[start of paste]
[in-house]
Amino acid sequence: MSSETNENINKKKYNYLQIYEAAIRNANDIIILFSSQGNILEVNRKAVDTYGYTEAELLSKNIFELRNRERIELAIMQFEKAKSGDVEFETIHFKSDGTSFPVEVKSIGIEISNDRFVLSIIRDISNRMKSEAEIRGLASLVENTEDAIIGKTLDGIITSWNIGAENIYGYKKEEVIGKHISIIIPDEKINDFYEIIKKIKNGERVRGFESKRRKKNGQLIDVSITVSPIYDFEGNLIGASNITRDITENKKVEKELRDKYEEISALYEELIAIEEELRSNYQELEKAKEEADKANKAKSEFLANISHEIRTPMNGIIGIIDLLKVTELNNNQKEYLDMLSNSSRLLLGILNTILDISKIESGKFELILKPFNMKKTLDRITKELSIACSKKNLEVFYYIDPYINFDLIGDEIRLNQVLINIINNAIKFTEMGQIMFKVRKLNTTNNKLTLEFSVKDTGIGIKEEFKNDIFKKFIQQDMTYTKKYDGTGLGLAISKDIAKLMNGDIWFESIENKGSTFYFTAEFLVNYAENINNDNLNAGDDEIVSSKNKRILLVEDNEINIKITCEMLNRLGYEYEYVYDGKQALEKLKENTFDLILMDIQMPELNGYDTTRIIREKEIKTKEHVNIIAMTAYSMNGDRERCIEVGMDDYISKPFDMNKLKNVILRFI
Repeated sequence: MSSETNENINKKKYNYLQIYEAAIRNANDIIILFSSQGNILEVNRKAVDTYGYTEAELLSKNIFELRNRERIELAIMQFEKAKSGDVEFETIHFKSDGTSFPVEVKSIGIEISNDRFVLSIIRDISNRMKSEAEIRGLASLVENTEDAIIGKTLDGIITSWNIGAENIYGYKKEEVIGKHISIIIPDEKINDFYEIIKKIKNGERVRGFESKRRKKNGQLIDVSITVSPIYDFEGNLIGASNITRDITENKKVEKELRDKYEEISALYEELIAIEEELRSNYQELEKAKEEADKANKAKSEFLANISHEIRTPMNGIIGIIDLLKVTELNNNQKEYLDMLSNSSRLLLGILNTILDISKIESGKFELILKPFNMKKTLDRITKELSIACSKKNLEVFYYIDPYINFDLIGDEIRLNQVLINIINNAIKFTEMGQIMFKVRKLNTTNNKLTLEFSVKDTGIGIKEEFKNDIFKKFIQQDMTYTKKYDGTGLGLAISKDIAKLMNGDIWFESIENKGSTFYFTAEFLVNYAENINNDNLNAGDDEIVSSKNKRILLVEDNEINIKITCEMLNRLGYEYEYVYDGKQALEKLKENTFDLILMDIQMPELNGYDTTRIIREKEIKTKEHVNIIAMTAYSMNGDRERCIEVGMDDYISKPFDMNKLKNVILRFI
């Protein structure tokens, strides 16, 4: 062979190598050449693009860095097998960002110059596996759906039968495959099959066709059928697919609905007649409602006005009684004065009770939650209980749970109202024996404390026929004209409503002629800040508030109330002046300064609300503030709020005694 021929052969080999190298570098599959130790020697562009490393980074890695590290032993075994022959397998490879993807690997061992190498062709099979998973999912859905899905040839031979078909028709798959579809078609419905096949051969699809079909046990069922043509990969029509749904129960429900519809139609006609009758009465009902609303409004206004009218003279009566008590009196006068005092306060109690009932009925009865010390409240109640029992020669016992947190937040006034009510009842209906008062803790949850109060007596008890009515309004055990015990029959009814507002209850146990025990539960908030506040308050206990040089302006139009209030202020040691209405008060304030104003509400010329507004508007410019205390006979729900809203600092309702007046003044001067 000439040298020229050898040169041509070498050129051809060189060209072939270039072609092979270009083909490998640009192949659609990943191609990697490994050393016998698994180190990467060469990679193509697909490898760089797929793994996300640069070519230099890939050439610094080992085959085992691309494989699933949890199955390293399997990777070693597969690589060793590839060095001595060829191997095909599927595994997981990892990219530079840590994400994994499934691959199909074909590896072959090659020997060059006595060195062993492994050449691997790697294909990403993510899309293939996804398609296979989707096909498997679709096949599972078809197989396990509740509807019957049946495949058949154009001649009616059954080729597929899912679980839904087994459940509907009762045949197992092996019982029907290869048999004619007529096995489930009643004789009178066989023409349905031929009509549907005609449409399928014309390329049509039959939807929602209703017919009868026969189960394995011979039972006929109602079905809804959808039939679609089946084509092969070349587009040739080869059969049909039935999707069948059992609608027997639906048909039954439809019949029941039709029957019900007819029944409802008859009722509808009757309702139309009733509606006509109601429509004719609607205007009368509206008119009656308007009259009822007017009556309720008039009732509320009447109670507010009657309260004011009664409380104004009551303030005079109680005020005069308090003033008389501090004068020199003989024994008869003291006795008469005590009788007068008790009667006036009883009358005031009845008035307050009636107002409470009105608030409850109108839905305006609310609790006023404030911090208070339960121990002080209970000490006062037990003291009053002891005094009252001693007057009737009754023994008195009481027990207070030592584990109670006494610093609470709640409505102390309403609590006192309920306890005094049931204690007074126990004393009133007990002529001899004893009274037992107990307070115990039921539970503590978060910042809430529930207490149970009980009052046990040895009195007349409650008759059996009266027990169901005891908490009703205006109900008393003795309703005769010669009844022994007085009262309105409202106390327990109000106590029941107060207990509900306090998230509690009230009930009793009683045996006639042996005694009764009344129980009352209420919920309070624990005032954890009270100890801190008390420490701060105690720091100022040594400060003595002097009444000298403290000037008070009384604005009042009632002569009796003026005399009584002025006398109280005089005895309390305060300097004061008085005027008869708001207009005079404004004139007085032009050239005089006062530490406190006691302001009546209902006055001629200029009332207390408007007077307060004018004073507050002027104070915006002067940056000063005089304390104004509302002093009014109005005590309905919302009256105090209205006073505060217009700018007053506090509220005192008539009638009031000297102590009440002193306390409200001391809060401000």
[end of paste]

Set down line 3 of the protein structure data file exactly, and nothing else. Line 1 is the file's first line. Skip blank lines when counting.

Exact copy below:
Repeated sequence: MSSETNENINKKKYNYLQIYEAAIRNANDIIILFSSQGNILEVNRKAVDTYGYTEAELLSKNIFELRNRERIELAIMQFEKAKSGDVEFETIHFKSDGTSFPVEVKSIGIEISNDRFVLSIIRDISNRMKSEAEIRGLASLVENTEDAIIGKTLDGIITSWNIGAENIYGYKKEEVIGKHISIIIPDEKINDFYEIIKKIKNGERVRGFESKRRKKNGQLIDVSITVSPIYDFEGNLIGASNITRDITENKKVEKELRDKYEEISALYEELIAIEEELRSNYQELEKAKEEADKANKAKSEFLANISHEIRTPMNGIIGIIDLLKVTELNNNQKEYLDMLSNSSRLLLGILNTILDISKIESGKFELILKPFNMKKTLDRITKELSIACSKKNLEVFYYIDPYINFDLIGDEIRLNQVLINIINNAIKFTEMGQIMFKVRKLNTTNNKLTLEFSVKDTGIGIKEEFKNDIFKKFIQQDMTYTKKYDGTGLGLAISKDIAKLMNGDIWFESIENKGSTFYFTAEFLVNYAENINNDNLNAGDDEIVSSKNKRILLVEDNEINIKITCEMLNRLGYEYEYVYDGKQALEKLKENTFDLILMDIQMPELNGYDTTRIIREKEIKTKEHVNIIAMTAYSMNGDRERCIEVGMDDYISKPFDMNKLKNVILRFI